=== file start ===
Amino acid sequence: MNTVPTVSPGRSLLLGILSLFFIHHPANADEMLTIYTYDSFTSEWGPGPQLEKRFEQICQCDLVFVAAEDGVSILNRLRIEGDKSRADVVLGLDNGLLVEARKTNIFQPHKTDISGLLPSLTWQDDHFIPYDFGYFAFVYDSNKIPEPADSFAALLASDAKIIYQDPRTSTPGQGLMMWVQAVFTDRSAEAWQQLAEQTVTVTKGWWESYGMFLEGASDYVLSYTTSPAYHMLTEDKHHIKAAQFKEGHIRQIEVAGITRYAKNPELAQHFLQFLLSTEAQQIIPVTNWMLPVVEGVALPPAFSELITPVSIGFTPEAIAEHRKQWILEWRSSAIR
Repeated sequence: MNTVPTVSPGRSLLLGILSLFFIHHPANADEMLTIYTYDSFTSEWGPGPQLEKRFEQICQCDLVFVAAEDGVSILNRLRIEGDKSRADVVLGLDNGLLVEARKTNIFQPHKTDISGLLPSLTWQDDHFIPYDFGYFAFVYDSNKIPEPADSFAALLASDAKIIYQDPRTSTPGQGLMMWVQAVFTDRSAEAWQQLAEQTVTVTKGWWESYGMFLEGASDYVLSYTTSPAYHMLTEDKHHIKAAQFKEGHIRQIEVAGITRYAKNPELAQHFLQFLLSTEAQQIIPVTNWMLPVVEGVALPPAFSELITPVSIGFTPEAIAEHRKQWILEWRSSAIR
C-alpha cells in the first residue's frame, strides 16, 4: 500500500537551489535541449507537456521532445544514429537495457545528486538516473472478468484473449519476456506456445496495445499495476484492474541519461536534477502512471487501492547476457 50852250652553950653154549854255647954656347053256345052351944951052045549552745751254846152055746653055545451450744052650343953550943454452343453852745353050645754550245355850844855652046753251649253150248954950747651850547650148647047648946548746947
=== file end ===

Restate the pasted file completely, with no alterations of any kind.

Amino acid sequence: MNTVPTVSPGRSLLLGILSLFFIHHPANADEMLTIYTYDSFTSEWGPGPQLEKRFEQICQCDLVFVAAEDGVSILNRLRIEGDKSRADVVLGLDNGLLVEARKTNIFQPHKTDISGLLPSLTWQDDHFIPYDFGYFAFVYDSNKIPEPADSFAALLASDAKIIYQDPRTSTPGQGLMMWVQAVFTDRSAEAWQQLAEQTVTVTKGWWESYGMFLEGASDYVLSYTTSPAYHMLTEDKHHIKAAQFKEGHIRQIEVAGITRYAKNPELAQHFLQFLLSTEAQQIIPVTNWMLPVVEGVALPPAFSELITPVSIGFTPEAIAEHRKQWILEWRSSAIR
Repeated sequence: MNTVPTVSPGRSLLLGILSLFFIHHPANADEMLTIYTYDSFTSEWGPGPQLEKRFEQICQCDLVFVAAEDGVSILNRLRIEGDKSRADVVLGLDNGLLVEARKTNIFQPHKTDISGLLPSLTWQDDHFIPYDFGYFAFVYDSNKIPEPADSFAALLASDAKIIYQDPRTSTPGQGLMMWVQAVFTDRSAEAWQQLAEQTVTVTKGWWESYGMFLEGASDYVLSYTTSPAYHMLTEDKHHIKAAQFKEGHIRQIEVAGITRYAKNPELAQHFLQFLLSTEAQQIIPVTNWMLPVVEGVALPPAFSELITPVSIGFTPEAIAEHRKQWILEWRSSAIR
C-alpha cells in the first residue's frame, strides 16, 4: 500500500537551489535541449507537456521532445544514429537495457545528486538516473472478468484473449519476456506456445496495445499495476484492474541519461536534477502512471487501492547476457 50852250652553950653154549854255647954656347053256345052351944951052045549552745751254846152055746653055545451450744052650343953550943454452343453852745353050645754550245355850844855652046753251649253150248954950747651850547650148647047648946548746947